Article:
Juras Hubarevič, head of the movement ‘For Freedom’, claims that political persecution now extends to ordinary citizens rather than just leading figures of the opposition. Even though the number of criminal cases has gone down, members of the opposition now commonly face administrative measures and fines, which can be a heavy burden for the population in conditions of economic crisis.
In response to such allegations, Šunevič has taken a defensive position, claiming that any attempts to criticise his ministry are evidence that certain forces intend to discredit the current political regime and destabilise the political situation in Belarus.
More skeletons in the closet
Authorities are reluctant to admit to the existence of problems. For instance, they repeatedly deny independent observers access to temporary detention facilities, infamous for their brutal conditions. Reportedly, the detained are often packed in tiny cells and do not have access to drinking water. But the real situation in these facilities remains obscure.
Officially appointed inspection commissions showcase the positive aspects of detention facilities, sometimes exaggerating them to the point of absurdity. For instance, media reports about the recent visit of Belarusian pop-singer Iryna Darafeeva to a prison in Mahiliou highlighted her amazement at the quality of prison food, which she compared to a ‘restaurant.’
Another worrying trend is that police in the provinces are less accountable than in the capital. A few weeks ago, a youth in Polack remarked that a police car was parked in a disabled parking place. Policemen forced him to come to the local police precinct in order to ‘ensure his identification.’
The numerous cases of police arbitrariness have prompted Belarusian civil society to launch an initiative against abuse of power by the police. Within two weeks in November, more than 4,000 people signed a petition demanding that Šunevič either take responsibility or resign.
Although some police officials are aware of the issues in the police force and are trying to resolve them, the majority are not yet ready to come forward and share their concerns with the public. However, in order to improve the situation and avoid further damage to the reputation of the police, a public discussion regarding the role and responsibilities of the police must take place.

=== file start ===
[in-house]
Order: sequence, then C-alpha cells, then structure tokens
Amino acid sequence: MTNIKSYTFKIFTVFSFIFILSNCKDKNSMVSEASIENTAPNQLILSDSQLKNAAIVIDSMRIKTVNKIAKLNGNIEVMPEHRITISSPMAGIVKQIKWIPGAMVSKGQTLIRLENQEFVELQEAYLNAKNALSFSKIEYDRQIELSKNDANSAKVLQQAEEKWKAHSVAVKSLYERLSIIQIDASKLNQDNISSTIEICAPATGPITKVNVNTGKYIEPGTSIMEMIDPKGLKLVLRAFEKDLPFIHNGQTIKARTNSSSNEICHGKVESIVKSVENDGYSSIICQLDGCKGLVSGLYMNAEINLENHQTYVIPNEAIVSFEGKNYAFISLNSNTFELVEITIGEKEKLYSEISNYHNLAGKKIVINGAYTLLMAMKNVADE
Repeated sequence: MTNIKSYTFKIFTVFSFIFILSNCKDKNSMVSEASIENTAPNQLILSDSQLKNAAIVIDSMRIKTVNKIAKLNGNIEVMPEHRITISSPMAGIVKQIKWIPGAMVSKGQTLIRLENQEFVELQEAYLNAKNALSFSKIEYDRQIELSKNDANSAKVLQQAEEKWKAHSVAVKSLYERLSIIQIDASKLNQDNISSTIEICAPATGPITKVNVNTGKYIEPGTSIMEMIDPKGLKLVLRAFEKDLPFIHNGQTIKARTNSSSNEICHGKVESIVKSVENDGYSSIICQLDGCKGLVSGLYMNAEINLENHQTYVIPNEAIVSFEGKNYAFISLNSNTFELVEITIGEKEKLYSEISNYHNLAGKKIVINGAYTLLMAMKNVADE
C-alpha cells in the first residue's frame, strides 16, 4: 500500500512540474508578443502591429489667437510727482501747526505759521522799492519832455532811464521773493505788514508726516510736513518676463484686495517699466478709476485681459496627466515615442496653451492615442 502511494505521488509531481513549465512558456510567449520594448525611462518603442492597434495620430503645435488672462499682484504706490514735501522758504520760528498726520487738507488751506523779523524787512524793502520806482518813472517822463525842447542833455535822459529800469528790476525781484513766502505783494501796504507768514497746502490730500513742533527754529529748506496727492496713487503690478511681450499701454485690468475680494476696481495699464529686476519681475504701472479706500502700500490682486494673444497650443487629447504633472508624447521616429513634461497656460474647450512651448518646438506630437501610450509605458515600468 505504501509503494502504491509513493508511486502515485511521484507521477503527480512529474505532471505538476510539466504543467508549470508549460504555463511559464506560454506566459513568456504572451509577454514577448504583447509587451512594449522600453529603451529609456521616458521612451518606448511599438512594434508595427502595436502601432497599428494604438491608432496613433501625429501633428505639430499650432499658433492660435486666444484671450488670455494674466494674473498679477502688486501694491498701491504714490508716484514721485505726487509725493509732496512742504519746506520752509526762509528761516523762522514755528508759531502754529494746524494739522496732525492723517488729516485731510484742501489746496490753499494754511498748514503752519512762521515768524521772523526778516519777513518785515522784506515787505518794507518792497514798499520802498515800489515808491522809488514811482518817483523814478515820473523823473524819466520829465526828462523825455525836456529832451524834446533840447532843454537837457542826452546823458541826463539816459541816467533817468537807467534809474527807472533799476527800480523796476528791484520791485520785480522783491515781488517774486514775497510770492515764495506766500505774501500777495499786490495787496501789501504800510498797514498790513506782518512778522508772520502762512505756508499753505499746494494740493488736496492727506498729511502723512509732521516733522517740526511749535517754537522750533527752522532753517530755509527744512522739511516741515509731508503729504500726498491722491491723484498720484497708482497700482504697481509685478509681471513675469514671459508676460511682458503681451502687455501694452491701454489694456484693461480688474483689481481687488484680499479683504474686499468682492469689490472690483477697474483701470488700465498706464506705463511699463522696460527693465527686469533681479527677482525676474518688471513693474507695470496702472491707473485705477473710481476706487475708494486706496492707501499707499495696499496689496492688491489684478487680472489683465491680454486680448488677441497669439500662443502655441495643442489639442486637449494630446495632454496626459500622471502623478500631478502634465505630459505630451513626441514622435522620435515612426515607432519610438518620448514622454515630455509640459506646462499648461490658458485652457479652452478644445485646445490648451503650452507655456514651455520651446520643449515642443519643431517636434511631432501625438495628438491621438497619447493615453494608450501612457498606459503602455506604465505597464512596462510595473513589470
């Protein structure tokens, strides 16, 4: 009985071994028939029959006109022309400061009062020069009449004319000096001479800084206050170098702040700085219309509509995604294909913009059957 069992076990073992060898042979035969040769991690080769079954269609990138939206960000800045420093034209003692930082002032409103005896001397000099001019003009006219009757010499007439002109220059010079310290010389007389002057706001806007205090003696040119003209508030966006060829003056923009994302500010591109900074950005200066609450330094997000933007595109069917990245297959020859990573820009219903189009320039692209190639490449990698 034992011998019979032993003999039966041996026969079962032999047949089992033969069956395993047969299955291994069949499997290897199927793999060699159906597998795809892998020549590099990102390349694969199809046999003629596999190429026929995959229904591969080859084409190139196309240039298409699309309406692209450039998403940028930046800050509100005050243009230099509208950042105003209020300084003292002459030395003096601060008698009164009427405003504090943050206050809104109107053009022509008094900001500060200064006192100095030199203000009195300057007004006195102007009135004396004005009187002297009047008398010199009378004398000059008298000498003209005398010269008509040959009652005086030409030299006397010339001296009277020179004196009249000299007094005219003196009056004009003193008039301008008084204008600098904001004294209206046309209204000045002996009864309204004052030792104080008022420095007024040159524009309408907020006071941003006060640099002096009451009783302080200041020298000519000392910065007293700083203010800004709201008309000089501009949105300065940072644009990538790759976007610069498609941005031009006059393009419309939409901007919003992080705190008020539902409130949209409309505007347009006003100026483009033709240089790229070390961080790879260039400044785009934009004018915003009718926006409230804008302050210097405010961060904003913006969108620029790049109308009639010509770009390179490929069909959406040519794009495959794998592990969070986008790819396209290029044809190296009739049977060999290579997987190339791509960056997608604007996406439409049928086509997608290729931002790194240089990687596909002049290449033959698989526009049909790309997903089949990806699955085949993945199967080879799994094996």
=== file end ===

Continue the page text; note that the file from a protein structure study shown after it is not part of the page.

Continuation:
Informational security, reforms of state sector, foreign aid to civil society – digest of Belarusian analytics
In December Belarusian analysts focused on informational security of Belarus, reforms of state sector and foreign aid to Belarus civil society.
Anna Maria Dyner of PISM analyses prospects of Belarus-EU relations. Uladzimir Mackievič claims an urgent need to organise informational resistance against Russia
CET: in 2006-2014, Belarus received over 1 billion from international donors. IPM Research Centre presents a paper with key findings and recommendations of KEF-2016.
This and more in the new edition of digest of Belarusian analytics.
Foreign policy and security
Prospects for Relations Between the EU and Belarus – Anna Maria Dyner, the Polish Institute of International Affairs, believes that the Belarusian authorities are interested in increasing cooperation with the EU, in order to reduce their dependence on Russia and convince Belarusians of the importance of their state in politics. The EU should use its political and economic instruments to engage the Belarusian authorities in this respect.
There Is an Urgent Need to Organise Informational Resistance Against Russia – Uladzimir Mackievič, philosopher and methodologist, notes that until recently anti-Belarusian rhetoric could be found on questionable Russian resources – now this wave is reaching the central television. He believes that if information war of the same strength as in Ukraine comes to Belarus, it will crumple and crush the country.
Belarus Is Emerging as the Silicon Valley of Eastern Europe – Belarus is run by a former collective-farm manager and is known for manufacturing tractors. The Wall Street Journal notes that now, the former Soviet republic wants to be known as the Silicon Valley of Eastern Europe. Country’s Hi-Tech Park nurtures local software developers with global ambitions.